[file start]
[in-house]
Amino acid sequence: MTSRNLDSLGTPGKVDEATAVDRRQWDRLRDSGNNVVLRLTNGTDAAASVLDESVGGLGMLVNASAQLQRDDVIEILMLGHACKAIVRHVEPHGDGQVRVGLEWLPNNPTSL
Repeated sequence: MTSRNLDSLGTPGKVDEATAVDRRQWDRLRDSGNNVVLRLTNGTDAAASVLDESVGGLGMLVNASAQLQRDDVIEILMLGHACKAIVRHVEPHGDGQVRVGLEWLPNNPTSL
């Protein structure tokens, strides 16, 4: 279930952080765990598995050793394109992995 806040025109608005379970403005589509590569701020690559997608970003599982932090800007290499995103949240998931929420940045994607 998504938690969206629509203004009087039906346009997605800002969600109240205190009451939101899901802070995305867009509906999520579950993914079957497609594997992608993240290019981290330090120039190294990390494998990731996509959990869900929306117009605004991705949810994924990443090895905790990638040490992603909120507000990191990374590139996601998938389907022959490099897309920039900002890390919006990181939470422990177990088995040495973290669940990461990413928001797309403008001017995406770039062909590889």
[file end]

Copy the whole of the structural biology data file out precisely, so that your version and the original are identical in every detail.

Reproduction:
[in-house]
Amino acid sequence: MTSRNLDSLGTPGKVDEATAVDRRQWDRLRDSGNNVVLRLTNGTDAAASVLDESVGGLGMLVNASAQLQRDDVIEILMLGHACKAIVRHVEPHGDGQVRVGLEWLPNNPTSL
Repeated sequence: MTSRNLDSLGTPGKVDEATAVDRRQWDRLRDSGNNVVLRLTNGTDAAASVLDESVGGLGMLVNASAQLQRDDVIEILMLGHACKAIVRHVEPHGDGQVRVGLEWLPNNPTSL
């Protein structure tokens, strides 16, 4: 279930952080765990598995050793394109992995 806040025109608005379970403005589509590569701020690559997608970003599982932090800007290499995103949240998931929420940045994607 998504938690969206629509203004009087039906346009997605800002969600109240205190009451939101899901802070995305867009509906999520579950993914079957497609594997992608993240290019981290330090120039190294990390494998990731996509959990869900929306117009605004991705949810994924990443090895905790990638040490992603909120507000990191990374590139996601998938389907022959490099897309920039900002890390919006990181939470422990177990088995040495973290669940990461990413928001797309403008001017995406770039062909590889």